Although most often described as a sculptor, Isamu Noguchi’s output wasn’t confined to the realms of decorative art. He made stage sets, furniture (his eponymous coffee table is a cult piece) and created interiors as well as gardens.
More on Japanese Design
Ukiyo-e, Pictures of the floating world
Ukiyo-e, translated as “pictures of the floating world,” has captured wisps of the natural beauty that one sees every day. These prints are a record of 18th and 19th-century life in Japan and had a profound effect on the great Western artists of the time.
Hiroshi Yamano – Exquisite Japanese Glass Designs
Kiroshi Yamano is a Japanese Glass Designer. He studied at the Tokyo Glass Crafts Institute to 1984 and Rochester Institute of Technology, Rochester, New York, to 1989.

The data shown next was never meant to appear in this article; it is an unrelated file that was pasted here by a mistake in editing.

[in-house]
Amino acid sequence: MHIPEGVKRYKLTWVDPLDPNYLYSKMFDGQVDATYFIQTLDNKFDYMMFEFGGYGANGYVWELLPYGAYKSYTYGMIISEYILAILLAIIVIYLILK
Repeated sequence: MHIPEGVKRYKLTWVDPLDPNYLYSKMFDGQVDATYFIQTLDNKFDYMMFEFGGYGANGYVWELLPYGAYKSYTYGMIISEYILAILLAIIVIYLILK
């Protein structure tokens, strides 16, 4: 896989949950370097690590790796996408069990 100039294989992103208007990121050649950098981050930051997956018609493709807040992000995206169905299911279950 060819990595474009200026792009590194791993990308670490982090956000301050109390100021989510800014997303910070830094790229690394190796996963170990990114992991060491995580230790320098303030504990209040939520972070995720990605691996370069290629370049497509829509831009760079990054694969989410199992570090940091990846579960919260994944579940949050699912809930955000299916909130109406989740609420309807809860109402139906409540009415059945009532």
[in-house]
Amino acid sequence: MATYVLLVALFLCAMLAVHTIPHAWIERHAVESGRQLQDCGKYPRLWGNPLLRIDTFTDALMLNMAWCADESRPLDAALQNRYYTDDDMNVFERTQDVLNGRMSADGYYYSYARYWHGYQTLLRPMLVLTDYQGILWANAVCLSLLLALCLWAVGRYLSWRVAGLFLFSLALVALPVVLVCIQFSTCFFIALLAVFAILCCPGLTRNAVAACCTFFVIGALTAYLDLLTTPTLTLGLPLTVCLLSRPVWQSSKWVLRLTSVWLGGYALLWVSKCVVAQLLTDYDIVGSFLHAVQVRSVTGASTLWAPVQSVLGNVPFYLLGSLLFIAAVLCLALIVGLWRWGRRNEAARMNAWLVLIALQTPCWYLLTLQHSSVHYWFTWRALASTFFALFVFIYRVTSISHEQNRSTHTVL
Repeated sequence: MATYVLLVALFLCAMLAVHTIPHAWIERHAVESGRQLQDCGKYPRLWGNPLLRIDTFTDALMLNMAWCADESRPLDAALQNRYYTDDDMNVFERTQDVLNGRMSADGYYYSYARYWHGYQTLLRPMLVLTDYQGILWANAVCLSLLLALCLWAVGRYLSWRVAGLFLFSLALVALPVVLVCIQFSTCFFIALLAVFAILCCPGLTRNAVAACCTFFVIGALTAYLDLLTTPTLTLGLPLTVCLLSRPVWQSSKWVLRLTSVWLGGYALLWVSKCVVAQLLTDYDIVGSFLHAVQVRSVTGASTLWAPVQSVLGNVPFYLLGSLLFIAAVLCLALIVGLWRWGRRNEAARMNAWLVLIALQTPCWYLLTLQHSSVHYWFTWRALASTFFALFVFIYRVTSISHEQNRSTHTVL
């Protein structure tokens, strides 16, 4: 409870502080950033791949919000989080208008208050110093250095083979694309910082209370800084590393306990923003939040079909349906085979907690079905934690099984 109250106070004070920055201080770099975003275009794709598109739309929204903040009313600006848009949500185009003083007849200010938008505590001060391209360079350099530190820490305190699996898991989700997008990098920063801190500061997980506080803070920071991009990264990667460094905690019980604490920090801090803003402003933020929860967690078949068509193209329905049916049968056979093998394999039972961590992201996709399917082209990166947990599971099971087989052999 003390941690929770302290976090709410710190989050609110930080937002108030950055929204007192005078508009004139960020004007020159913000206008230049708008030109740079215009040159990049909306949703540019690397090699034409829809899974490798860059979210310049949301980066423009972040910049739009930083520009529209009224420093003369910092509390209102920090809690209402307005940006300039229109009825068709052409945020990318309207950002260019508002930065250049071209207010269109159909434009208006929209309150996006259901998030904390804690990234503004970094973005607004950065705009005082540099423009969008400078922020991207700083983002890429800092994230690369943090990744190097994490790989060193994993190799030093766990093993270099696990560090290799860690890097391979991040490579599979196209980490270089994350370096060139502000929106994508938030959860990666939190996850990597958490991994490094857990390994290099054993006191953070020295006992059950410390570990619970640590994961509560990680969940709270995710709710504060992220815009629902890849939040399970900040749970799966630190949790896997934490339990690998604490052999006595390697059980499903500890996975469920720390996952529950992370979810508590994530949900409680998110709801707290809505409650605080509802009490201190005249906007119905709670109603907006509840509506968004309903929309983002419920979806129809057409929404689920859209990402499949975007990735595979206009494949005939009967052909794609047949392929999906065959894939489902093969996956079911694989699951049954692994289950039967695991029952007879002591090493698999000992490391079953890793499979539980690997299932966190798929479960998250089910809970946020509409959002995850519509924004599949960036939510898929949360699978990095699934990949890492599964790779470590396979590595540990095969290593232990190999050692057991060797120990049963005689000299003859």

Introducing Kazuhide Takahama (b.1930) Japanese Designer
At the X Milan Triennale exhibition in 1954, he met the furniture manufacturer, Dino Gavina, who subsequently invited Takahama to work for him in Italy. Takahama’s first design for Gavina was the geometrically severe Naeko sofa-bed (1957).
Ikko Tanaka (1930 -2002) 🇯🇵 Graphic Design blend of East and West
Ikko Tanaka was a Leading Graphic Designer in Japan. He had an enormous impact on the post-war visual culture in Japan.
Toshiyuki Kita (b.1942) Japanese Furniture and Interior Designer
He set up his own design office in Osaka in 1964; in 1969, he began designing furniture for Italian and Japanese firms; he collaborated with Silvio Coppola, Giotto Stoppino, and Bepi Fiori for Bernini. He is best known for the 1980 Wink articulated armchair produced by Cassina, which took four years to design;
Katsuji Wakisaka ( b.1944 ) 🗻 Japanese Textile Designer